Dancing Improves Mental Health

There’s plenty of dancing at the Kathryn Heidenreich Adult Center. Shown in 2014 (front left), Marvel Chavez and (front right) Erika Reicherter dance as (back row, left to right) Art Bailie, Frank Chavez, Janae Bailie (Art’s daughter) and Fred Reicherter watch.

Photo by JC Amberlyn.

There’s plenty of dancing at the Kathryn Heidenreich Adult Center. Shown in 2014 (front left), Marvel Chavez and (front right) Erika Reicherter dance as (back row, left to right) Art Bailie, Frank Chavez, Janae Bailie (Art’s daughter) and Fred Reicherter watch.

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Buddie and Jo Knutson dance during the Adult Jam in 2015.

It’s universally recognized that cognitive activities such as reading, playing board games and working crossword puzzles will help keep your brain sharp as you grow older.

You might also want to throw on some Chuck Berry records and get up and dance.

Dancing improves brain function on a variety of levels, according to a number of psychological and neurological studies.

Dorothy Cardeccia, 98, gets her groove on almost every Thursday afternoon at Kathryn Heidenreich Adult Center, dancing to country music played by a volunteer band of talented musicians.

She’s been dancing since she was a teenager attending Saturday night barn dances in Michigan.

Cardeccia can’t jitterbug like she did in her day but still manages to shuffle her feet to slow waltzes. She likes line dancing, too.

“I feel it terrible, I do,” she said. “My feet work, but my head doesn’t. And I have no vision. I’ve got macular degeneration, and my balance is off at times.”

Dancing at the senior center is “wonderful relaxation,” probably the highlight of her week, Cardecicia said. It’s a social function, much more interactive than Facebook or Instagram.

Happy feet

Research shows dancing can improve mental health by boosting overall happiness. It’s a low-impact, cardiopulmonary form of exercise that increases stamina, strengthens bones and muscles and staves off illness.

The New England Journal of Medicine published findings that dancing on a regular basis is linked with a 76 percent reduction in dementia risk, whereas other physical activities such as bicycling, walking and performing housework were not associated with any decreased risk.

The study concluded that participation in leisure activities is associated with a reduced risk of dementia, even after adjusting for base-line cognitive status and after excluding of subjects with possible preclinical dementia.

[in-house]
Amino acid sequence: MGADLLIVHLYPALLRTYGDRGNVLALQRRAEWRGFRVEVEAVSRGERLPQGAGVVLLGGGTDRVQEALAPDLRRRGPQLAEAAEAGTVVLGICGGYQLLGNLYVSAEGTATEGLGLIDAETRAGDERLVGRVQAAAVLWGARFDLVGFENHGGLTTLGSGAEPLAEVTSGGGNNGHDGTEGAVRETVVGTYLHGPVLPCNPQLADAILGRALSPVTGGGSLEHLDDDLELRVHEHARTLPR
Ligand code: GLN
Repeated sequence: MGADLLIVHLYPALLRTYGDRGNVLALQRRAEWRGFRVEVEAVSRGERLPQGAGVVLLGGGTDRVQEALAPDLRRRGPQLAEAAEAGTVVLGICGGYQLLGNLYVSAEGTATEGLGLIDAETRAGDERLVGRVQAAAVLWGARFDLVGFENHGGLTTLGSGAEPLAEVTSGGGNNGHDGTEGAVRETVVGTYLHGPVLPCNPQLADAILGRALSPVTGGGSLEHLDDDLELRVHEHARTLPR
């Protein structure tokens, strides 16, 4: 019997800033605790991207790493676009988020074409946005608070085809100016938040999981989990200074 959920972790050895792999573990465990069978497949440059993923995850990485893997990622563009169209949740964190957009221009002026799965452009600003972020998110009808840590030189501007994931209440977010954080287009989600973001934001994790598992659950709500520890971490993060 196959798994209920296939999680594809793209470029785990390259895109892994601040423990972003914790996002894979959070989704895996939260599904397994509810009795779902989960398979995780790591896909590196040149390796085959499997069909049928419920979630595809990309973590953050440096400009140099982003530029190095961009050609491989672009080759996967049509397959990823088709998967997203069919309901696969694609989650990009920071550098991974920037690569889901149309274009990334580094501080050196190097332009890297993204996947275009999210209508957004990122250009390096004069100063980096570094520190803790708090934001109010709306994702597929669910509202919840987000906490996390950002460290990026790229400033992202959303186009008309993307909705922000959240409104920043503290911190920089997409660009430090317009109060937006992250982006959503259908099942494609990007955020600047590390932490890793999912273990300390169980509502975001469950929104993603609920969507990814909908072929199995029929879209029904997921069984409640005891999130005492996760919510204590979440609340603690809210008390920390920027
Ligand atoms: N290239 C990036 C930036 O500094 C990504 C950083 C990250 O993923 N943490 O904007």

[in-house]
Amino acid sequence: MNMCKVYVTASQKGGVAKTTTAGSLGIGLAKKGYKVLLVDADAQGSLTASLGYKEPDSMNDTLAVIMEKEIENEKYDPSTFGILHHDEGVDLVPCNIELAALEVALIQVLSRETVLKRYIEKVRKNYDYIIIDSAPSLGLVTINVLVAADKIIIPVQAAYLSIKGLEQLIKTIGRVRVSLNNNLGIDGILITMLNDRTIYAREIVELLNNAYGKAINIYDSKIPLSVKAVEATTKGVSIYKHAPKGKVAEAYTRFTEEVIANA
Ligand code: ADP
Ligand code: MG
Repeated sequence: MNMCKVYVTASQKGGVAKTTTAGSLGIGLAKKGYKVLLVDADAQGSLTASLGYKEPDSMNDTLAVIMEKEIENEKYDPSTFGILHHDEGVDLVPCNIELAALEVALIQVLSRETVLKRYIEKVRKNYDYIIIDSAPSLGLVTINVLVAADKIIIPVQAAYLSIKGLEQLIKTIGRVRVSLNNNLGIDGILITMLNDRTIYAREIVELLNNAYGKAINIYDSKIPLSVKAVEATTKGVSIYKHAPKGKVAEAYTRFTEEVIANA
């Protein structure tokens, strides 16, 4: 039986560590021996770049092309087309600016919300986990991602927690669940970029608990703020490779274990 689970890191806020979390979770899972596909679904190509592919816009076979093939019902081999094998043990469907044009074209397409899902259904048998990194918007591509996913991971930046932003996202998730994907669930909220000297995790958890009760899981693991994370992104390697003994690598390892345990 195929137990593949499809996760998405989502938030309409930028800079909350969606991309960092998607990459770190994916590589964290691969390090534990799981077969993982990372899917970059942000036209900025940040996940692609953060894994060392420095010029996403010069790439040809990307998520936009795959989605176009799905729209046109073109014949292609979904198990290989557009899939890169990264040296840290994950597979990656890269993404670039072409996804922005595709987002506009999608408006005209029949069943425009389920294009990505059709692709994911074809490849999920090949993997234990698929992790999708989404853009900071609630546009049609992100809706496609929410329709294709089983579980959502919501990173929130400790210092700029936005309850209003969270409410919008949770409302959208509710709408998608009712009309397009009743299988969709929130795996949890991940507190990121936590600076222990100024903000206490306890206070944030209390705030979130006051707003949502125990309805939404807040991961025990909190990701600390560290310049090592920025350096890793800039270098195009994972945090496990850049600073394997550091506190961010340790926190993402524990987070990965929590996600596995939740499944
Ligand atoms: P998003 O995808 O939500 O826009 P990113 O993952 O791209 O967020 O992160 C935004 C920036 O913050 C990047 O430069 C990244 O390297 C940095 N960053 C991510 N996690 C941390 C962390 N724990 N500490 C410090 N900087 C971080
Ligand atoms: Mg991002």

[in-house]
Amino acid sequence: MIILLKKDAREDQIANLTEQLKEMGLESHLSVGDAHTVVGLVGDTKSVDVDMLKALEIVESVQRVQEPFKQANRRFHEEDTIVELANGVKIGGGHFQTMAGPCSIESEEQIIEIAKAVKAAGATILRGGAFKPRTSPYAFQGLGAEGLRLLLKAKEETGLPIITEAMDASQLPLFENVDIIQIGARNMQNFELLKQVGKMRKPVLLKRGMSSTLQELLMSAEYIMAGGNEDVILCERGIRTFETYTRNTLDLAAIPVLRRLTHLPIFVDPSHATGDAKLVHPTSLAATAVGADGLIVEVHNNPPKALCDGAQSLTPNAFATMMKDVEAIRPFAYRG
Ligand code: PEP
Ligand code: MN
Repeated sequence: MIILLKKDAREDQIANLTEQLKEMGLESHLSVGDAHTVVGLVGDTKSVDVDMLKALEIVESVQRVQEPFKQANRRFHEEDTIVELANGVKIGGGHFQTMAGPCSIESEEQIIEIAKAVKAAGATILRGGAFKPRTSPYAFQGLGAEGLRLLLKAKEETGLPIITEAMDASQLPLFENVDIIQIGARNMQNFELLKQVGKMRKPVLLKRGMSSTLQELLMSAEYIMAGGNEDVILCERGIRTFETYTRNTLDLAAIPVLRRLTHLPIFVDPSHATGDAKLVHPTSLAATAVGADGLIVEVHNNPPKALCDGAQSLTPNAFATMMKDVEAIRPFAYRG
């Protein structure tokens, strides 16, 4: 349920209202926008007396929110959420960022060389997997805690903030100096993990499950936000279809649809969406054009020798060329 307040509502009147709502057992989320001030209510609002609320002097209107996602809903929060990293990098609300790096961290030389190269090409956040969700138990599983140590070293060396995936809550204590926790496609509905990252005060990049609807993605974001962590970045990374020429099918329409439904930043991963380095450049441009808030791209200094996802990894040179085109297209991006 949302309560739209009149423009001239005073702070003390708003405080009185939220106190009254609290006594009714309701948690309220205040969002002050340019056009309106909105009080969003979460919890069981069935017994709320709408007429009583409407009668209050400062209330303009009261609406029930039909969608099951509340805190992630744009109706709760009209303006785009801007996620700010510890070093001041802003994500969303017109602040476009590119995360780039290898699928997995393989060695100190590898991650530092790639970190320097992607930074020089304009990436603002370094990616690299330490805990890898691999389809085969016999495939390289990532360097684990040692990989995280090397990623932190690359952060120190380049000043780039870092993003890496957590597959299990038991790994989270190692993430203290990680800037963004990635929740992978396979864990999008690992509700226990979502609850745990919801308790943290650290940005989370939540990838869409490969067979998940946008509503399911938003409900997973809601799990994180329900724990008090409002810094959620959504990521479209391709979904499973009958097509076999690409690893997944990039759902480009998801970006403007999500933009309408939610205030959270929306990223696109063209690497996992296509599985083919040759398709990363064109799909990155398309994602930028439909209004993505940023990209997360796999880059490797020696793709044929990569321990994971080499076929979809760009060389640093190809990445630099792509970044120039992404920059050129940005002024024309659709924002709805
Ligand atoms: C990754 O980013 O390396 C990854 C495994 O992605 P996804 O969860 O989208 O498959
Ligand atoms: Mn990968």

Dancing was the only physical activity associated with a lower risk of dementia. Fewer than 10 subjects played golf or tennis, so the relation between these activities and dementia was not assessed.

Any physical activity increases neurotransmitters in the brain, which helps with depression, but it doesn’t slow down diseases such as Alzheimer’s, said Dr. Munawar Paracha, a neurologist affiliated with Kingman Regional Medical Center.

“Exercise always helps with mild depression,” he said. “Other than that, physical activity doesn’t slow down Alzheimer’s. It does not change the course or progression of the disease.”

Any form of physical exercise helps increase blood flow to the brain, which can improve symptoms of depression and make a person feel better for the moment, the doctor said.

“Especially sports activity because you have to think,” Paracha said. “Your attention is better, so your memory may be better.”

Cognitive process

Studies show how different types of practice allow dancers to achieve peak performance by blending cerebral and cognitive thought process with muscle memory and “proprioception” held in the cerebellum.

A 2013 study published in Psychological Science magazine found that dancers can improve the ability to do complex moves by walking through them slowly and encoding the movement through “marking,” which alleviates the cognitive and physical aspects of dance.

In general, dancing helps with motor control, proprioception and coordination, said Dr. Chris Bowers, physical therapist at KRMC. He could not speak to the neurological benefits.

Proprioception, or the perception of movement and spatial orientation, is important to maintain balance, he said. Dancing also improves the vestibular system, or inner ear, also critical for balance.

“I think it’s not only having your mind active, but it’s a great form of exercise for the whole body and person,” said Debera Daugherty, executive director of Kathryn Heidenreich Adult Center.

“Music releases endorphins and gives you a better sense of well-being. I think it’s a great social activity. They see their friends and meet new people.”

Most of the 40 to 50 seniors who show up for the weekly dances are in their 60s and older, Daugherty said. Some of them get up and sing or play an instrument, which is also beneficial for the brain.

“It helps with their range of motion. It helps their body as well as keeping their minds active remembering the words, as well as dancing with steps,” Daugherty said. “The program encourages music, people who play and get up and sing, as well as get up and dance.”

In addition to the Thursday dances, the adult center has line dancing classes four times a week and foxtrot classes on Friday.

The teachers are hoping to start other dance classes as well, Daugherty said.